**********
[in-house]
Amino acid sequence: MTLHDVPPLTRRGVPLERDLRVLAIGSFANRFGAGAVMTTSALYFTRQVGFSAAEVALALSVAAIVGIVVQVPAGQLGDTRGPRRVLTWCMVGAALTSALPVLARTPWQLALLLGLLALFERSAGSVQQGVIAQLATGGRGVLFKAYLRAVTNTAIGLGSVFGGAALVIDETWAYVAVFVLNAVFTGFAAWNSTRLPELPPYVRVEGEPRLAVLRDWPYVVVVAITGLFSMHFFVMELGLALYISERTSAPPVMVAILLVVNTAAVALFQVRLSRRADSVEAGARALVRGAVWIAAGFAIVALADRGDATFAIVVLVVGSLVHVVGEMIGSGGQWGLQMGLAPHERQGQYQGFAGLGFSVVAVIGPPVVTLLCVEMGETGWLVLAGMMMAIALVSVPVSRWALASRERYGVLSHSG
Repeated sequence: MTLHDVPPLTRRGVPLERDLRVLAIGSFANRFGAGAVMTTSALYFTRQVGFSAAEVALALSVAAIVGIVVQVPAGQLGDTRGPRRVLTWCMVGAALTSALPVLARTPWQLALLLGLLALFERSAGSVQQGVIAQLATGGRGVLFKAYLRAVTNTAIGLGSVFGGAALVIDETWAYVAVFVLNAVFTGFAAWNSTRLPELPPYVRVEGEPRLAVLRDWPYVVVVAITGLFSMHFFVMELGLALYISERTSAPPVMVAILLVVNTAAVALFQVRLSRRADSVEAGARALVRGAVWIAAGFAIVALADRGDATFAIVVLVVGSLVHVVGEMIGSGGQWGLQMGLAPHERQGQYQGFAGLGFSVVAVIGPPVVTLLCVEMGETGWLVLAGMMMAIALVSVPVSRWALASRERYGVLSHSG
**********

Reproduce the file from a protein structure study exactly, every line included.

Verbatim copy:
[in-house]
Amino acid sequence: MTLHDVPPLTRRGVPLERDLRVLAIGSFANRFGAGAVMTTSALYFTRQVGFSAAEVALALSVAAIVGIVVQVPAGQLGDTRGPRRVLTWCMVGAALTSALPVLARTPWQLALLLGLLALFERSAGSVQQGVIAQLATGGRGVLFKAYLRAVTNTAIGLGSVFGGAALVIDETWAYVAVFVLNAVFTGFAAWNSTRLPELPPYVRVEGEPRLAVLRDWPYVVVVAITGLFSMHFFVMELGLALYISERTSAPPVMVAILLVVNTAAVALFQVRLSRRADSVEAGARALVRGAVWIAAGFAIVALADRGDATFAIVVLVVGSLVHVVGEMIGSGGQWGLQMGLAPHERQGQYQGFAGLGFSVVAVIGPPVVTLLCVEMGETGWLVLAGMMMAIALVSVPVSRWALASRERYGVLSHSG
Repeated sequence: MTLHDVPPLTRRGVPLERDLRVLAIGSFANRFGAGAVMTTSALYFTRQVGFSAAEVALALSVAAIVGIVVQVPAGQLGDTRGPRRVLTWCMVGAALTSALPVLARTPWQLALLLGLLALFERSAGSVQQGVIAQLATGGRGVLFKAYLRAVTNTAIGLGSVFGGAALVIDETWAYVAVFVLNAVFTGFAAWNSTRLPELPPYVRVEGEPRLAVLRDWPYVVVVAITGLFSMHFFVMELGLALYISERTSAPPVMVAILLVVNTAAVALFQVRLSRRADSVEAGARALVRGAVWIAAGFAIVALADRGDATFAIVVLVVGSLVHVVGEMIGSGGQWGLQMGLAPHERQGQYQGFAGLGFSVVAVIGPPVVTLLCVEMGETGWLVLAGMMMAIALVSVPVSRWALASRERYGVLSHSG